Monday, October 11th, 2004

Living right next to the


Living right next to the border, I get to listen to NPR without having to pipe it through my computer. Though the network is best known for a Prairie Home Companion and other folksy schmaltz, I was surprised to find they run a tighter ship during the week than the CBC.

Which leads me to wonder why the CBC sucks from Monday to Friday. Not entirely, of course; the Current, which runs in the morning is quite good, but from there it’s a downhill slide, starting with the half assed Oprah stylings of Sounds Like Canada before finally picking up with the World at Six and the excellent As It Happens. Ideas is pretty decent too.

It’s a different story on the weekends, where good shows like the House, Cross Country Checkup, Quirks and Quarks and the excellent Sunday Edition beat NPR’s lame weekend line-up to a jammy pulp.

But the fly in the weekend ointment is Definitely Not the Opera. Bear with me on this one, because I have some serious hate for this show. Ten years ago (!) it replaced The Radio Show, an irreverent cavalcade of shenanigans hosted by Jack Farr. My dad and myself still mourn the loss of this show, but the bigger problem with DNTO is it completely embodies CBC’s wrong-headed attempt to bring younger viewers to the fold of MotherCorp. What CBC fails to realize is that smart kids will always listen to the CBC, and dumb kids won’t, and that’s that. Don’t bother monkeying with good stuff to grab an audience you don’t need (at least revenue-wise) in the first place.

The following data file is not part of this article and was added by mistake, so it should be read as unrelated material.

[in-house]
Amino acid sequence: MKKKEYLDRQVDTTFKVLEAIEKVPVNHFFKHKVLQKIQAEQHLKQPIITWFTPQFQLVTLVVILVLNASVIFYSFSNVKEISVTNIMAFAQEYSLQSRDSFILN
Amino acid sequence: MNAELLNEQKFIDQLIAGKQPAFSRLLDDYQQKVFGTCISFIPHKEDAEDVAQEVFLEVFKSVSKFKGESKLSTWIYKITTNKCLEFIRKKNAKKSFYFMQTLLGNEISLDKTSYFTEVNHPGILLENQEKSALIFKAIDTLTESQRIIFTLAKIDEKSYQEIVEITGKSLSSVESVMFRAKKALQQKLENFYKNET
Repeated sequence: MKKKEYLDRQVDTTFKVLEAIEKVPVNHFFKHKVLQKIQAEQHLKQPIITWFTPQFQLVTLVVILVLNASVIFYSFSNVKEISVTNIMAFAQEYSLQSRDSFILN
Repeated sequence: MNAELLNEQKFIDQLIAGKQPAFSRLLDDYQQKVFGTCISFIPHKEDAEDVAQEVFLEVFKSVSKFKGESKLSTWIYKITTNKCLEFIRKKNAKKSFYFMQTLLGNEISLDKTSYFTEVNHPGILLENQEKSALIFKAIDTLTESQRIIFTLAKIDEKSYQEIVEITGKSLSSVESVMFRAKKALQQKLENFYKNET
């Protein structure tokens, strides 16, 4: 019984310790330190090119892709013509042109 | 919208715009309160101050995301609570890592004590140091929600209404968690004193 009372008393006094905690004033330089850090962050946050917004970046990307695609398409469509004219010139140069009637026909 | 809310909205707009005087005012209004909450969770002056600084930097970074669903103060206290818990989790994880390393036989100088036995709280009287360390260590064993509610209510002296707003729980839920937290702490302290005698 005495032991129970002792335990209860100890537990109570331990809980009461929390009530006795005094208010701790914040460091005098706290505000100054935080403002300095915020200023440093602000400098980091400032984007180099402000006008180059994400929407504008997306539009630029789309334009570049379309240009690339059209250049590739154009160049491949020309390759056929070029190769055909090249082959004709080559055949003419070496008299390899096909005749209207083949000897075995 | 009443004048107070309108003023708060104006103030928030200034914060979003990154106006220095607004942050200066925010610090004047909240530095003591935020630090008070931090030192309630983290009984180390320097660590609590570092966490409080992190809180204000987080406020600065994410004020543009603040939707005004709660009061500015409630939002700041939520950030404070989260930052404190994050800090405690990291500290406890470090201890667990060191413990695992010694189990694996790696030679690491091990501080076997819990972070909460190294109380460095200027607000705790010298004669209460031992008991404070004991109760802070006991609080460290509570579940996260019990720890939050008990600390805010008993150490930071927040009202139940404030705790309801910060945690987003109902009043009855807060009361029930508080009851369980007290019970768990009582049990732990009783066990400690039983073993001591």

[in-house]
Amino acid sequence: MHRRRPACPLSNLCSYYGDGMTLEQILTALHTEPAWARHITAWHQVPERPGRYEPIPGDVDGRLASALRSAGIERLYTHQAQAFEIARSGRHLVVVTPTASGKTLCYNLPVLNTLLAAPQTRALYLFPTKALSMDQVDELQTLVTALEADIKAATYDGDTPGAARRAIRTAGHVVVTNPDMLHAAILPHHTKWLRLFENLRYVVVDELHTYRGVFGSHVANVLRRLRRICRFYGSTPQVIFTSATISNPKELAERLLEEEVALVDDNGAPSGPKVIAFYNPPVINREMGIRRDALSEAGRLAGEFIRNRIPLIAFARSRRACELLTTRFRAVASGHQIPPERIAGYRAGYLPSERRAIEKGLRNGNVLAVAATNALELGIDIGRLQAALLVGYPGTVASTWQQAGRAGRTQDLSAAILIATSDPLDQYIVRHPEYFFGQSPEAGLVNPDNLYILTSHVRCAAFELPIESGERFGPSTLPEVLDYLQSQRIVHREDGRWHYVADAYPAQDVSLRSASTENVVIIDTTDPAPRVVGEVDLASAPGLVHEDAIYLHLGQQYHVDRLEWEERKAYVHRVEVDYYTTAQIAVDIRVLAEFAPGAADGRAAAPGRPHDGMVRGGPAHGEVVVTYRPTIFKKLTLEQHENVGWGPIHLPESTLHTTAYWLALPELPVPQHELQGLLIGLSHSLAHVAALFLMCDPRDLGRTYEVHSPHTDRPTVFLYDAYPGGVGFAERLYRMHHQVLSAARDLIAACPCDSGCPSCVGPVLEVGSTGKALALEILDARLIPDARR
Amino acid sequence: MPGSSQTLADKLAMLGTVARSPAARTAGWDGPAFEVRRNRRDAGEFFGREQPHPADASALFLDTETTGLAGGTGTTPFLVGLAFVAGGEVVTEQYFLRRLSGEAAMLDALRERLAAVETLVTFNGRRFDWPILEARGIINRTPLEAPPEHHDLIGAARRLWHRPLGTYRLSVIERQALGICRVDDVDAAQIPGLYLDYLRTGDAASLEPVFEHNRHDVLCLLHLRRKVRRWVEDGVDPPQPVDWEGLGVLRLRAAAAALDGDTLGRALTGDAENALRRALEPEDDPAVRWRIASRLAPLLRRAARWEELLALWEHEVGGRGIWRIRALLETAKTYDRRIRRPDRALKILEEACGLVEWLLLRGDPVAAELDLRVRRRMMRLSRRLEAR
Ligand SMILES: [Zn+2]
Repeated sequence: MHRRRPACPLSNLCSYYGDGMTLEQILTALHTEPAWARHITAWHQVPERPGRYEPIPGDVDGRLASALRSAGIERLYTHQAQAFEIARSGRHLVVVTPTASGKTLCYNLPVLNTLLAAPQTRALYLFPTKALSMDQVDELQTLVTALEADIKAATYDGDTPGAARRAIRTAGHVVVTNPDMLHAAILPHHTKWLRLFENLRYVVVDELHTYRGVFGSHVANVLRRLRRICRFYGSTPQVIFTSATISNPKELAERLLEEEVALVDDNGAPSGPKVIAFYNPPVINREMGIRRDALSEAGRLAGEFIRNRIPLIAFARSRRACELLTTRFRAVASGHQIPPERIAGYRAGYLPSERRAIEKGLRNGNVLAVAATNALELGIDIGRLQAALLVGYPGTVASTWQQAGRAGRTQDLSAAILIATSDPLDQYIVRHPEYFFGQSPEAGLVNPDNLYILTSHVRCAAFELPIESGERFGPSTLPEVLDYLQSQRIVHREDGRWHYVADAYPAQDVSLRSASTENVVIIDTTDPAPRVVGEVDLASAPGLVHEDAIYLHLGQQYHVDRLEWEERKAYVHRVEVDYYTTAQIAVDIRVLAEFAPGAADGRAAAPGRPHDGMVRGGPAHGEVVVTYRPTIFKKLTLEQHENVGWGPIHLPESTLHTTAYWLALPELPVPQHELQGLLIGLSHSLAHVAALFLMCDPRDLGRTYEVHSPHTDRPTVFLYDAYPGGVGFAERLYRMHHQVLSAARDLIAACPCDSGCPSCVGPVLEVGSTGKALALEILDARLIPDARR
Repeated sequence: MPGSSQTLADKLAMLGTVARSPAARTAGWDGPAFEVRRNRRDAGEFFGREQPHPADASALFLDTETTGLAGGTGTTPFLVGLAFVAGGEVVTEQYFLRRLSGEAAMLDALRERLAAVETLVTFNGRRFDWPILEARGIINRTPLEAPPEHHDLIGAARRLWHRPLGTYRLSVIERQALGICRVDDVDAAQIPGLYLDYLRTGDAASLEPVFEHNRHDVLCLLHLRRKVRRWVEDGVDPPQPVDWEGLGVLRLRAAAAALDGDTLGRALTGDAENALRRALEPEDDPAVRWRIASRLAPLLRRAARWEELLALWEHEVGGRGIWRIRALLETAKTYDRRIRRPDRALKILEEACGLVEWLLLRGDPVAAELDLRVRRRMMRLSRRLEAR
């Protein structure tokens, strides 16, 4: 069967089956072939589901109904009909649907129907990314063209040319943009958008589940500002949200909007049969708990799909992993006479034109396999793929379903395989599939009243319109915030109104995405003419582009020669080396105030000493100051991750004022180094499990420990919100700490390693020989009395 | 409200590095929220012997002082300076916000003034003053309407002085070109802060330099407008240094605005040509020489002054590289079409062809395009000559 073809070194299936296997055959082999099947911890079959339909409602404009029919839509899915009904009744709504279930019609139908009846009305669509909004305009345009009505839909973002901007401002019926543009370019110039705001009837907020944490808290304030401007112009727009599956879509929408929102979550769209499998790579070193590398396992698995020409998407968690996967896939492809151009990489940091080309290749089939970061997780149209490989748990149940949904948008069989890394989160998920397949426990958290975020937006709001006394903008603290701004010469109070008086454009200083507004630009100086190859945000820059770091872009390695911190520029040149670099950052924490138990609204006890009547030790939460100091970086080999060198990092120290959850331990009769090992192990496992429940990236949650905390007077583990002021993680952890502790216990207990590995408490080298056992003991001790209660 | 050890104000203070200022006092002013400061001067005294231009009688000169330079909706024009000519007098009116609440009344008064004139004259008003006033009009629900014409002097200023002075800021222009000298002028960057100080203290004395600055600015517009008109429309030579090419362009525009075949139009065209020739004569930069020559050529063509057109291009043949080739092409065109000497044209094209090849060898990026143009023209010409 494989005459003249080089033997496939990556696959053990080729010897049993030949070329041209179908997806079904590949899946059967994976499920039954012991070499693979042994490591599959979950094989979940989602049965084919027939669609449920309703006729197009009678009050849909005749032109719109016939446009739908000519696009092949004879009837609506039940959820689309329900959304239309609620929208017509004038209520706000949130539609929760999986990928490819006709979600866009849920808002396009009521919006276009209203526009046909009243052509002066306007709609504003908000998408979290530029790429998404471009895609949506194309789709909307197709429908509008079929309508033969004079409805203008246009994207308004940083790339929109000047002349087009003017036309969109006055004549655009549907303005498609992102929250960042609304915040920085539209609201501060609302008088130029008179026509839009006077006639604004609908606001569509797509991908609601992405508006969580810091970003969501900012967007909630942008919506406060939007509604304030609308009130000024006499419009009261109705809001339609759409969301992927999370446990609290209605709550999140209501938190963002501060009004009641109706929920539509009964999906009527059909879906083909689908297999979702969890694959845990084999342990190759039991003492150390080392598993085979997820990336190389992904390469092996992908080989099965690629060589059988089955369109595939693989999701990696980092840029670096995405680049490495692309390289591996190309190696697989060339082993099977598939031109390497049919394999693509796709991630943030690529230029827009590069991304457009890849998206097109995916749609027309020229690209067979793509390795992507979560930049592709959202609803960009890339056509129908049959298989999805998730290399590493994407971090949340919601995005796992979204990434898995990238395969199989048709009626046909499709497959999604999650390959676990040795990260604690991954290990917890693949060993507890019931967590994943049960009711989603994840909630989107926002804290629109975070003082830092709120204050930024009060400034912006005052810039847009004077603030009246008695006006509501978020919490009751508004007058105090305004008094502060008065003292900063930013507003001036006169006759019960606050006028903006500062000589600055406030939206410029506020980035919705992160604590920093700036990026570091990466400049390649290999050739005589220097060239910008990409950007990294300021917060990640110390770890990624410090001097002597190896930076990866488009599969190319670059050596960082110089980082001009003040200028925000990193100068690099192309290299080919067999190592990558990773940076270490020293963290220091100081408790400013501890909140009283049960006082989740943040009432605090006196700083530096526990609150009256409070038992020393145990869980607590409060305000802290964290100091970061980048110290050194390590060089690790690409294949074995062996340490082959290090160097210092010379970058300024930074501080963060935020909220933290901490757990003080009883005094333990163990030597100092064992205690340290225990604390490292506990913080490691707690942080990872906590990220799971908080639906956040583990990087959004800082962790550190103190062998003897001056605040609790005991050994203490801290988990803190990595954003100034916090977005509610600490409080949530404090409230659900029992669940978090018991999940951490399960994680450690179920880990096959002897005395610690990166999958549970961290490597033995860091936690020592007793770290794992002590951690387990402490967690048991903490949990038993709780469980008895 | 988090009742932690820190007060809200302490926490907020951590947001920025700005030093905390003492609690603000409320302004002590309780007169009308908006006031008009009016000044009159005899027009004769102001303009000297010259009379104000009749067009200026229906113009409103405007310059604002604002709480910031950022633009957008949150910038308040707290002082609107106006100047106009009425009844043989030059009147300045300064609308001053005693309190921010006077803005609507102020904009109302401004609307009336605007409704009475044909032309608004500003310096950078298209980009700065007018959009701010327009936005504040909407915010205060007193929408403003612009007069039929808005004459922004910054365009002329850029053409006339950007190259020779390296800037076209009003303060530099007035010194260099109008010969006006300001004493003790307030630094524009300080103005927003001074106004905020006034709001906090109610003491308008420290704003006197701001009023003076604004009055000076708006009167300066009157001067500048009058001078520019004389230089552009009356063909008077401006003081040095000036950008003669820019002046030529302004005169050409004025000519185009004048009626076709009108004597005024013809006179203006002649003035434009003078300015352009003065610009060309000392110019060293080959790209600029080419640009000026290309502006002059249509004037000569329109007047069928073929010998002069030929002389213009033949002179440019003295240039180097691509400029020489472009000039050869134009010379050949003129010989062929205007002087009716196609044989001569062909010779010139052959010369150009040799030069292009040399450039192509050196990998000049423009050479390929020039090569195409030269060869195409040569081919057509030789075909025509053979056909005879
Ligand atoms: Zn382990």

I think this analogy explains the DNTO vs. Radio Show conundrum fairly well. The Radio Show was like sitting down at a barbecue amongst friends and immediately being handed a burger and a beer. Listening to DNTO is like wandering into some club where they play music you’ve never heard of by a band that sucks, the bartender ignores you, and everyone is pretentious as hell.

But now the CBC is bridging programs with chatter from Nora Young, the former host of DNTO. That makes the entire network sound as snobby and lame as DNTO istelf. What happened to Lorna Jackson, a beacon of calm and “up next” serenity?

Warren Frey is a journalist, freelance writer, podcaster, video producer, and all-around media consultant currently based in Vancouver, Canada. His written work has appeared in such publications as Metro Vancouver, the Westender, Mac | Life and the Japan Times.

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